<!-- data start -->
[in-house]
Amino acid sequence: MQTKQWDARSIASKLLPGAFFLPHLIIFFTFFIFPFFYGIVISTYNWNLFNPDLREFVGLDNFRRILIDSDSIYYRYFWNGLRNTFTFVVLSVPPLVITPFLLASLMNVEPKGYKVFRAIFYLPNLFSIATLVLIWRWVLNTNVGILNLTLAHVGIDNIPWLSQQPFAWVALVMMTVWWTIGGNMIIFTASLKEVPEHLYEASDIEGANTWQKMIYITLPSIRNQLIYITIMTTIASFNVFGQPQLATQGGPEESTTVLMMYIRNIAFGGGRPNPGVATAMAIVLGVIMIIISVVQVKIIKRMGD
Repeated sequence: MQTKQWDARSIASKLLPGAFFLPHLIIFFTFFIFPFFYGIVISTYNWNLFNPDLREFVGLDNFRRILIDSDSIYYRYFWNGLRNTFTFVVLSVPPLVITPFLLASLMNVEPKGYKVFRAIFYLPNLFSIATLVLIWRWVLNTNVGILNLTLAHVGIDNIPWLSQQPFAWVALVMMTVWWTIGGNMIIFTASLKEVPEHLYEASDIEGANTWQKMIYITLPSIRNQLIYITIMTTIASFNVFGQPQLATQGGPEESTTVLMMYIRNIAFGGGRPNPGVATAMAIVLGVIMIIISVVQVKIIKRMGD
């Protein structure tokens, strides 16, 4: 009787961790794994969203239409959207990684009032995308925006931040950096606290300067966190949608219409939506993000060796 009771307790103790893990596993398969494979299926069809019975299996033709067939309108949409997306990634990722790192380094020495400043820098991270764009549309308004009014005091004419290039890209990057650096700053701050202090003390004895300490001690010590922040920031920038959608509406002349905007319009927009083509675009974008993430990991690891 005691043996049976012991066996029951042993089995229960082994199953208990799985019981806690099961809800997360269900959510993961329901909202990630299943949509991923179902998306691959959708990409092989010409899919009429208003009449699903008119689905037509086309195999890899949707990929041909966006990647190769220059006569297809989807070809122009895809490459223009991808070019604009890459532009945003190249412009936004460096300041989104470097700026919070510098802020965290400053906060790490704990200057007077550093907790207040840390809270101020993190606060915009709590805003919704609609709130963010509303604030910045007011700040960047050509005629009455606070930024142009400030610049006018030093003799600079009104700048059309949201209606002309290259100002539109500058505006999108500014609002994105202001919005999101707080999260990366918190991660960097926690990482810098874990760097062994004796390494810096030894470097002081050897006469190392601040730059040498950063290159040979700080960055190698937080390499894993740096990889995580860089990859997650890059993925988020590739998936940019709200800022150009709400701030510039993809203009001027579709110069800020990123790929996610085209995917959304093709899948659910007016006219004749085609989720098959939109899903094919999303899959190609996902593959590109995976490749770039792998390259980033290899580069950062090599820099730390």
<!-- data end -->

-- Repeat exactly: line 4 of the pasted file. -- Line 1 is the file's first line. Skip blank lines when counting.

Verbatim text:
């Protein structure tokens, strides 16, 4: 009787961790794994969203239409959207990684009032995308925006931040950096606290300067966190949608219409939506993000060796 009771307790103790893990596993398969494979299926069809019975299996033709067939309108949409997306990634990722790192380094020495400043820098991270764009549309308004009014005091004419290039890209990057650096700053701050202090003390004895300490001690010590922040920031920038959608509406002349905007319009927009083509675009974008993430990991690891 005691043996049976012991066996029951042993089995229960082994199953208990799985019981806690099961809800997360269900959510993961329901909202990630299943949509991923179902998306691959959708990409092989010409899919009429208003009449699903008119689905037509086309195999890899949707990929041909966006990647190769220059006569297809989807070809122009895809490459223009991808070019604009890459532009945003190249412009936004460096300041989104470097700026919070510098802020965290400053906060790490704990200057007077550093907790207040840390809270101020993190606060915009709590805003919704609609709130963010509303604030910045007011700040960047050509005629009455606070930024142009400030610049006018030093003799600079009104700048059309949201209606002309290259100002539109500058505006999108500014609002994105202001919005999101707080999260990366918190991660960097926690990482810098874990760097062994004796390494810096030894470097002081050897006469190392601040730059040498950063290159040979700080960055190698937080390499894993740096990889995580860089990859997650890059993925988020590739998936940019709200800022150009709400701030510039993809203009001027579709110069800020990123790929996610085209995917959304093709899948659910007016006219004749085609989720098959939109899903094919999303899959190609996902593959590109995976490749770039792998390259980033290899580069950062090599820099730390």